• Angels, Angel Groups and Venture Capital firms – the main reason these groups exist is to invest money in start-ups. However, if they don’t see potential in a start-up, they are smart enough to not escalate their commitment and consider previous investments as sunk costs. If the founders are not able to use their first money rounds wisely, they will have a hard time raising additional funds.

  • Production and full-stack venture studios – the focus of these groups is to be operationally involved – not monetarily. This might be indeed helpful but only if one assumes assisting in operational endeavors will translate to cash flow positive operations or a liquidity event.

  • Venture Builder studios employ their own management teams avoiding situations such as the one highlighted in the case of Beepi. Being active participants in their investments, VBSs target first growth thresholds with minimal investments and decrease early stage losses due to the added insight they have into the prospects of a venture.

#1 reason: No market need (42% of failed startups cited as a major reason for failure)


Tackling problems that are interesting to solve rather than those that serve a market need was cited as the No. 1 reason for failure.


Treehouse Logic applied the concept more broadly in their post-mortem, writing, “Startups fail when they are not solving a market problem. We were not solving a large enough problem that we could universally serve with a scalable solution. We had great technology, great data on shopping behavior, great reputation as a thought leader, great expertise, great advisors, etc., but what we didn’t have was technology or business model that solved a pain point in a scalable way.”


What different types of venture groups do about it?

  • Accelerators, Incubators – these groups have a major impact on this problem. During their mentorship programs, they can help founders understand the way to explore the market and find customers’ unmet needs. However, many founders fall short of the confirmation bias and see only those signals that confirm their idea. It is difficult to be objective and accept that a market does need your breakthrough product.

  • Angels, Angel Groups and Venture Capital firms – these groups do not have the power to change the product or the world. They might offer some improvements but if the gap between the product and customers is really wide, the whole concept needs to be changed. This is where founders are the only or at least major decision makers.

  • Production and full-stack venture studios – as “co-founders” venture studios can also shape the product-market fit. But again, as long as the studio agreed with founder’s start-up idea, room for changes is pretty narrow. These groups may bring an objectivity to the process since they don’t have ownership bias.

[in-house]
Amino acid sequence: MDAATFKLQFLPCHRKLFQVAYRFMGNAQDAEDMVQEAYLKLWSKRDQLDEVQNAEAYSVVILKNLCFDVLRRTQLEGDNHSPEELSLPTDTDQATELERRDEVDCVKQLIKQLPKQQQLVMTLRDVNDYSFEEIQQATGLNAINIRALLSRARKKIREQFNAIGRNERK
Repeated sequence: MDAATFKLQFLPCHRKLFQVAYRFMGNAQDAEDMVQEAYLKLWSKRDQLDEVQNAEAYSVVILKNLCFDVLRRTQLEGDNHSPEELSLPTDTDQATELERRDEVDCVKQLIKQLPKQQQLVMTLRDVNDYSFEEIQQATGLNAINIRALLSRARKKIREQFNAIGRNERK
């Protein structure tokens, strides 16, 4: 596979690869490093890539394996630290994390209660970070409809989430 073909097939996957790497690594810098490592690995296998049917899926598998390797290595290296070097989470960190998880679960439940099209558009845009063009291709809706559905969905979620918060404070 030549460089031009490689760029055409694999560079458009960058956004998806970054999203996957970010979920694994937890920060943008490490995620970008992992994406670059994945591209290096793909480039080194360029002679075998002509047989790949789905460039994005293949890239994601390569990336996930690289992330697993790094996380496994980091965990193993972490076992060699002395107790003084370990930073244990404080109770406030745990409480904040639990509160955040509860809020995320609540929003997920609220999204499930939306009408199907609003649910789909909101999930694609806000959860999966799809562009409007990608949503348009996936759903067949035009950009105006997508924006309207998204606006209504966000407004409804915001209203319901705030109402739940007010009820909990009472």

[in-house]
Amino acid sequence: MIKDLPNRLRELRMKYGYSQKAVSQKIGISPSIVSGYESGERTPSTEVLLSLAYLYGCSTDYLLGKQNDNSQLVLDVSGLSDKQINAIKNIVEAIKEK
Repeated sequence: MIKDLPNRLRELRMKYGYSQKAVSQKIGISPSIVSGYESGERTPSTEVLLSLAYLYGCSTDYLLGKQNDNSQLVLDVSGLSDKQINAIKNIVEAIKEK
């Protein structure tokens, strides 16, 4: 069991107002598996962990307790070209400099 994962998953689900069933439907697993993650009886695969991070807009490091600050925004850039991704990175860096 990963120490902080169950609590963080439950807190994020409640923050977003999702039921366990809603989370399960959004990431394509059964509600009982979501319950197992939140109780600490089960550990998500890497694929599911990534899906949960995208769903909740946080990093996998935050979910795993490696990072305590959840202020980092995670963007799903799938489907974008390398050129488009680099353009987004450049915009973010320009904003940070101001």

• Venture Builder Studios develop ideas internally. Therefore, they have ownership and control over the ideas and can easily change the direction of the product if the market so dictates. Like any entrepreneur, however, they may suffer from ownership bias. In addition, they are by design exposed to a fewer number of ideas and a less diverse range of ideas.

B. Increase Ownership (S)

VC firm’s average ownership in a startup ranges from 30-37%. Angel investors on average range from 20-25%. Incubators and accelerators range on average 6-7% ownership. Professional and full-stack venture studios are usually in the 10% range. Venture builder studios, because they create their own companies rather than buying fractional interests in companies, can range between 65% - 85% ownership in their companies. Median investor stakes acquired at angel & seed deals has shifted over the past two years, with founders now giving up a median ownership stake of 25%.(6)


And not only do these numbers speak for themselves in terms of the role they play in the IRR equation, but also research confirms that increased ownership stake increases investor’s mentorship incentives: “Providing extensive value-adding services and monitoring entrepreneurial actions, however, are costly activities to investors. Hence, without the proper incentives investors may not be sufficiently motivated to be actively involved in their portfolio companies and thus to influence entrepreneurial discretion. An important determinant of investors’ incentive to expend effort on portfolio firms is their ownership stake. A high ownership stake should make investors more motivated and committed to provide information and advice to entrepreneurs and to monitor their actions”.(7)